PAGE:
I've been watching with interest the Scottish Independence debate as the date for the poll gets closer. The YES campaign slowly catching up the NO vote to the point where now in some polls the YES vote is predicted to win (btw how can a poll of approx 1,000 reflect the outcome from an electorate about 4 million?).
OK - cards on the table here, whilst not a Scot and living about as far away from Scotland as it is possible to in the UK I want them to stay in the Union. Why? Well I just feel we are better together (as the slogan goes). I feel that it is better to work together on the issues of inequity in society etc. I also like that the Scots are very pro the EU and I'd like to stay in that, losing them before that referendum may be a blow to the rest of the UK.
However I do feel now strongly that the Scots are getting their vote next week that the rest of the UK should have the right of reply on some of the issues raised. Let us say they vote YES. The timetable then says that they will negotiate a separation with the rest of the UK. This is a huge deal for everyone in the UK questions like
- How much of the UK debt will Scotland take on?
- Defence strategy?
- Use of the pound in Scotland...
Do the rest of the electorate in England, Wales and Northern Ireland get any say? We've seen the disaster of the Eurozone in recent years where currency integration without political integration has been a major problem, the slow recovery in the Eurozone is a direct result of this problem. I'll admit some years back I thought we should rush into the Euro to help the UK in its trade with the rest of the EU. Now our decision not to is completely vindicated and I'm a born again pound supporter. So would I like a "Poundzone"? No. Simple Eurozone didn't work I fail to see any argument to convince me otherwise. Also if Scotland is a new sovereign state then they can't get entry to the EU without taking the Euro by my reading of the rules.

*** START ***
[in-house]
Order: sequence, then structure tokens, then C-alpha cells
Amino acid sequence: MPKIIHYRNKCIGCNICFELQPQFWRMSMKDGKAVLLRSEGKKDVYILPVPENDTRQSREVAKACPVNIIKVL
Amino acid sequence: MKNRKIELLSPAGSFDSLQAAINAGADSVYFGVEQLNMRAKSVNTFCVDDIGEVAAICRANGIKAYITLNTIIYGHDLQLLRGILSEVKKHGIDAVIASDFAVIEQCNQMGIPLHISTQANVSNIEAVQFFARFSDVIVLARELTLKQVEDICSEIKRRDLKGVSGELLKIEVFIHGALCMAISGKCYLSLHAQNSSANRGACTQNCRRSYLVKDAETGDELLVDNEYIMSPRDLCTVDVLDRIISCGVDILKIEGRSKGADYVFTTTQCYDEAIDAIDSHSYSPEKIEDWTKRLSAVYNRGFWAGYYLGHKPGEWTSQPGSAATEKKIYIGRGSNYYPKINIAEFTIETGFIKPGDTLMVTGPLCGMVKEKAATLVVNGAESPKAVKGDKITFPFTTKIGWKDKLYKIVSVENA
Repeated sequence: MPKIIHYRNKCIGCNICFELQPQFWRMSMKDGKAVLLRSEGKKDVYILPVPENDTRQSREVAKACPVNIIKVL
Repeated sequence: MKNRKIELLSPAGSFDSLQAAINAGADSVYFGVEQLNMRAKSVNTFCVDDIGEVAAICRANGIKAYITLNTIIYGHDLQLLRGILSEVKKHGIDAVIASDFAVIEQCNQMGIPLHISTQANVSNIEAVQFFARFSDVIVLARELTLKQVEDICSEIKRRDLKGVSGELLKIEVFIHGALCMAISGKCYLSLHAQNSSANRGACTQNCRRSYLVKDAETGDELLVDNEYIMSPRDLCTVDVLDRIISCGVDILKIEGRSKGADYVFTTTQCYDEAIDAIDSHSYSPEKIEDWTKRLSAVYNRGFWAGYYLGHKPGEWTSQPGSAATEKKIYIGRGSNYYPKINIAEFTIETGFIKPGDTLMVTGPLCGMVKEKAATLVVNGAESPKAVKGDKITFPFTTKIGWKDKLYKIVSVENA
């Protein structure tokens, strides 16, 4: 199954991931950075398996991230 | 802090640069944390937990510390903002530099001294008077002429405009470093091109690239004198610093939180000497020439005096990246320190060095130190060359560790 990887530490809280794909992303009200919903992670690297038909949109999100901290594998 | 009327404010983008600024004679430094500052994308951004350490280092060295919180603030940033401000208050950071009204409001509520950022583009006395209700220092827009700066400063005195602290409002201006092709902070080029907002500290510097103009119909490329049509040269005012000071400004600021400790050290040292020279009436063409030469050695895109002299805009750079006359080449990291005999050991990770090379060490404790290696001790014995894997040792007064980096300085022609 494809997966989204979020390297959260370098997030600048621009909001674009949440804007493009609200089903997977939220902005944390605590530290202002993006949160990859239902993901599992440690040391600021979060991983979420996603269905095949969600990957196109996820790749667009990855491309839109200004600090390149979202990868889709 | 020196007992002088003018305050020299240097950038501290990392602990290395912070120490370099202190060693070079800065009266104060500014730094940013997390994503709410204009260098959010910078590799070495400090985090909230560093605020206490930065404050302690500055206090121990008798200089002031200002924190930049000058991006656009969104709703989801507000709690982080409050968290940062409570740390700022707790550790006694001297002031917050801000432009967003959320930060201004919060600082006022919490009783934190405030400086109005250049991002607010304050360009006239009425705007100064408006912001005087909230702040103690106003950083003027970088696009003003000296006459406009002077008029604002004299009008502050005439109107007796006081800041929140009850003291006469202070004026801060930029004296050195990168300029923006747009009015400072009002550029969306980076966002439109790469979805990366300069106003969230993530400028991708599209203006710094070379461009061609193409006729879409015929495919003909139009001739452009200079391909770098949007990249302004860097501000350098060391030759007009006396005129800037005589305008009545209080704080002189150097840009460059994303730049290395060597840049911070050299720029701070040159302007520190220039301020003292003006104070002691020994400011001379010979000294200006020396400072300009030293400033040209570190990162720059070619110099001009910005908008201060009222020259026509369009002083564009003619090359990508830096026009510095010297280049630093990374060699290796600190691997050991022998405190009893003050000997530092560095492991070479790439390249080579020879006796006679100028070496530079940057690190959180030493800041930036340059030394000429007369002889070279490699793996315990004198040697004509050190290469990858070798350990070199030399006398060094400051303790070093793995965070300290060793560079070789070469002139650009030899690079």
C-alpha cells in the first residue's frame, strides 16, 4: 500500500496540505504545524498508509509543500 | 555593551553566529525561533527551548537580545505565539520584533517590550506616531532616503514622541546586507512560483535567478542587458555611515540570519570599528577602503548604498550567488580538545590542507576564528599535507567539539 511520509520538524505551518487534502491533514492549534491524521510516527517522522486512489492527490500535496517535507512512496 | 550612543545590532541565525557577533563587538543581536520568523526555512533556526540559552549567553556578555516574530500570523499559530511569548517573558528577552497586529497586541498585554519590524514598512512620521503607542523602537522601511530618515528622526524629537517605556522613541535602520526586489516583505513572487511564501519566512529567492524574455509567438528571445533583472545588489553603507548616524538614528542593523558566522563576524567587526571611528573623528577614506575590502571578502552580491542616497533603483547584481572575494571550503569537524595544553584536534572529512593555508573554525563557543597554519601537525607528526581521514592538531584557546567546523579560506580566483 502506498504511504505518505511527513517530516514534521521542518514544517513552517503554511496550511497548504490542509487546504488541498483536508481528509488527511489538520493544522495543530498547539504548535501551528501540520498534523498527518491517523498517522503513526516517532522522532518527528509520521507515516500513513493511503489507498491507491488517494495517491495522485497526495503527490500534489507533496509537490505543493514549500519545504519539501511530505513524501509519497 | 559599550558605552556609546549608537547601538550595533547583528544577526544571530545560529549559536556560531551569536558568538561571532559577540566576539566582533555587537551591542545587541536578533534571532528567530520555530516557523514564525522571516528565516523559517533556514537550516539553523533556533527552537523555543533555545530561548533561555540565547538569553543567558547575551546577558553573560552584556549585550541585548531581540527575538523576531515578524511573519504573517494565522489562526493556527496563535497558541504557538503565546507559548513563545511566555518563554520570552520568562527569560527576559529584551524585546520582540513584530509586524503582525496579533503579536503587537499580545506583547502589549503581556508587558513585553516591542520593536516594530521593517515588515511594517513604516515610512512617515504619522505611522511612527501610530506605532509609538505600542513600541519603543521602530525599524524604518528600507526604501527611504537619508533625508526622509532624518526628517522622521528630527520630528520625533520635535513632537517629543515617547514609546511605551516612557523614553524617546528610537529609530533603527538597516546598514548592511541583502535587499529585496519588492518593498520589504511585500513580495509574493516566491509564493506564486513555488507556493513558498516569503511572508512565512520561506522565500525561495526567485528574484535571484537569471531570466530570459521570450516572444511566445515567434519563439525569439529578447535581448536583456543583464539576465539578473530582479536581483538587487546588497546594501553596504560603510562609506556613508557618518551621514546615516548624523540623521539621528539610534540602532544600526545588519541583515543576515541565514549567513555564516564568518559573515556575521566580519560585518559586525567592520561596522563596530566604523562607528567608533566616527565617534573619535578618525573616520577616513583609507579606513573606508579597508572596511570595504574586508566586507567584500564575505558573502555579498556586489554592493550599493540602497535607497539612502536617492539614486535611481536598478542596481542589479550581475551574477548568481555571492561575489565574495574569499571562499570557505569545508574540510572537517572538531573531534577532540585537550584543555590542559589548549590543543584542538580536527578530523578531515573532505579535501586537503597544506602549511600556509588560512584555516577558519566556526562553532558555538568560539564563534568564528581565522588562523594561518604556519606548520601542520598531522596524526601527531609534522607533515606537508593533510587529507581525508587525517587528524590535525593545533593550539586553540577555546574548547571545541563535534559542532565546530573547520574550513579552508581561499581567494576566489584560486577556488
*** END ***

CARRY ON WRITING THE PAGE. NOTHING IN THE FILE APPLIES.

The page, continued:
The Scottish YES campaign have long stated that they would ensure the removal of UK nuclear weapons from Scottish bases. To me therefore they cannot be part of a unified defence strategy - rightly or wrongly we currently maintain a nuclear deterrent, once you have that decision made then your whole defence strategy has to be worked around that both strategically and from a cost base point of view. I fail to see how you can have a truly integrated strategy with one party not committed to that strategy.
Interesting that 4 million (less than half the population of London) seem to be determining some major issues for the rest of the country without those people then having a right of reply I feel. Is this truly democracy at work?